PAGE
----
It doesn’t take long for the Autobots to discover what Megatron is up to – he’s discovered a ship called Proudstar, an ancient Autobot vessel that had set out to find uninhabited planets and “Cyberform” them (basically the Cybertronian version of terraforming), making them suitable for Cybertronian life. Megatron plans to use this lost technology to Cyberform the earth, a process which would destroy all organic life. Optimus and his bunch are not about to allow this to happen, and what ensues is a wild chase through seven different chapters, to Cybertron and back, culminating in an epic battle between Optimus Prime and Megatron in orbit around the earth.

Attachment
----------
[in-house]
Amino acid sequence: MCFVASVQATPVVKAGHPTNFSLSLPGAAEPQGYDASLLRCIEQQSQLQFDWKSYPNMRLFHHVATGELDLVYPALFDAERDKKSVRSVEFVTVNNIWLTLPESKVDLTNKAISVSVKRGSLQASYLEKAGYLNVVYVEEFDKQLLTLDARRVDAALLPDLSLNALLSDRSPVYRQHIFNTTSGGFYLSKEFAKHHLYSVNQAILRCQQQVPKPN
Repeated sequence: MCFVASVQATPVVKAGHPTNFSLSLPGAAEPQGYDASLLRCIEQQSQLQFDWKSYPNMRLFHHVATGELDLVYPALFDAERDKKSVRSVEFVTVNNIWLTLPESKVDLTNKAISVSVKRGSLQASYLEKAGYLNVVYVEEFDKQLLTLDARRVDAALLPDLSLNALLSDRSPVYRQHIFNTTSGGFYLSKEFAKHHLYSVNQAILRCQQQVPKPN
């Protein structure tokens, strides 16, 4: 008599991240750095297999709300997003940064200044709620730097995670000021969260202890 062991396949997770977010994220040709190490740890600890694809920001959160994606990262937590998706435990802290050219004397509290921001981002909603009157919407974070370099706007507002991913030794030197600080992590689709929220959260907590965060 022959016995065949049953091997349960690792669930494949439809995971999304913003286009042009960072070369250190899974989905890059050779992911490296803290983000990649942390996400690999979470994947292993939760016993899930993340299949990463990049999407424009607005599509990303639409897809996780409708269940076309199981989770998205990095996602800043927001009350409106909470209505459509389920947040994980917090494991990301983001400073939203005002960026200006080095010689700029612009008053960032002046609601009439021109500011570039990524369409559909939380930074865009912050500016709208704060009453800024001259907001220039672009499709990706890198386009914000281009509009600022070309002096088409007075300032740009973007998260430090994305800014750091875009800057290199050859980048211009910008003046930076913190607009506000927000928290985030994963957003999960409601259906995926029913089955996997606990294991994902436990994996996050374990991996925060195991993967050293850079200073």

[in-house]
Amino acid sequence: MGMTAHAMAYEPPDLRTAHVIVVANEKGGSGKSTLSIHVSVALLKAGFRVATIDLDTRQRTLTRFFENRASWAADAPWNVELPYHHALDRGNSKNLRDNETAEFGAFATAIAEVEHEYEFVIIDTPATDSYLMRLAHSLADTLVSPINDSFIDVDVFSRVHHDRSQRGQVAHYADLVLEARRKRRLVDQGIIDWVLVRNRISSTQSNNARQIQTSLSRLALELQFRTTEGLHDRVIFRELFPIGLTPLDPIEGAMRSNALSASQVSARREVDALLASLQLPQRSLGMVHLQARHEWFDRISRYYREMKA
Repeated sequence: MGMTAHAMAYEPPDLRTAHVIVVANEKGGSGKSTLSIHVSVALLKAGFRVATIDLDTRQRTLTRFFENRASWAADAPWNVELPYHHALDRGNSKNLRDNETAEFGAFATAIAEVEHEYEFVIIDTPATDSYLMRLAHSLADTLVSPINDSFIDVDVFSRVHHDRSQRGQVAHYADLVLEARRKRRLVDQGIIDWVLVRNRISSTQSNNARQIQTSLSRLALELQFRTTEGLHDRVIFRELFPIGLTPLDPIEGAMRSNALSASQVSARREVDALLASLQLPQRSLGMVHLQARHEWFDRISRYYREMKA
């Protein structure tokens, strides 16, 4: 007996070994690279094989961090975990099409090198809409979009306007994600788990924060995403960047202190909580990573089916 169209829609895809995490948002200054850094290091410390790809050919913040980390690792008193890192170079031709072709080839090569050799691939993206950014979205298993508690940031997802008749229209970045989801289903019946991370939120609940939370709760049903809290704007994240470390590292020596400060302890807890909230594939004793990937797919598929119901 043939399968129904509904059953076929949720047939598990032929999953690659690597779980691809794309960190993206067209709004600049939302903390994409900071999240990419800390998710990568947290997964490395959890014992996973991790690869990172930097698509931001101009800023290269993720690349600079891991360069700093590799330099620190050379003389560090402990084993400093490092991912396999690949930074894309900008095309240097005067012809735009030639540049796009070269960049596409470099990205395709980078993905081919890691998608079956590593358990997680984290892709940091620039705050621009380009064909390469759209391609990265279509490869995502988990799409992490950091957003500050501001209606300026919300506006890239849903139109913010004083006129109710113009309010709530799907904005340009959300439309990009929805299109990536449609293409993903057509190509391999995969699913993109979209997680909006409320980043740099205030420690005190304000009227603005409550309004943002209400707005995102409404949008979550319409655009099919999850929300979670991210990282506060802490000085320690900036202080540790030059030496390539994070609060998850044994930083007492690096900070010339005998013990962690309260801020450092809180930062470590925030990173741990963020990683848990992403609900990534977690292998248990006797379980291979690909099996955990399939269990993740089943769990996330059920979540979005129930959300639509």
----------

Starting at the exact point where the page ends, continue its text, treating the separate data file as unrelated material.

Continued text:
The story is nothing that’s going to win any awards, but is entirely in line with the melodrama of the TV series as well as the 1987 film. Where Devastation really shines, however, is in its authentic characterization. While many of the original toys were merely swapped-palette versions of each other, the way they were portrayed in the TV show and the Marvel Comics series was diverse and often complex. Devastation is a relatively short game, and only the five Autobots and a few Decepticons receive much screen time, but it’s still enough to get more than a whiff of Shockwave’s cold moral calculus, Thundercracker’s conflicted conscience, and of course, Starscream’s apparently successful effort at being the living embodiment of hubris. And that’s to say nothing of the main characters: Prime is too good-natured even for his own good, always trying to reason with Decepticons, Bumblebee is the plucky little hero who makes up in courage what he lacks in size, Wheeljack the absent-minded scientist, and Sideswipe the brash and sometime reckless hothead.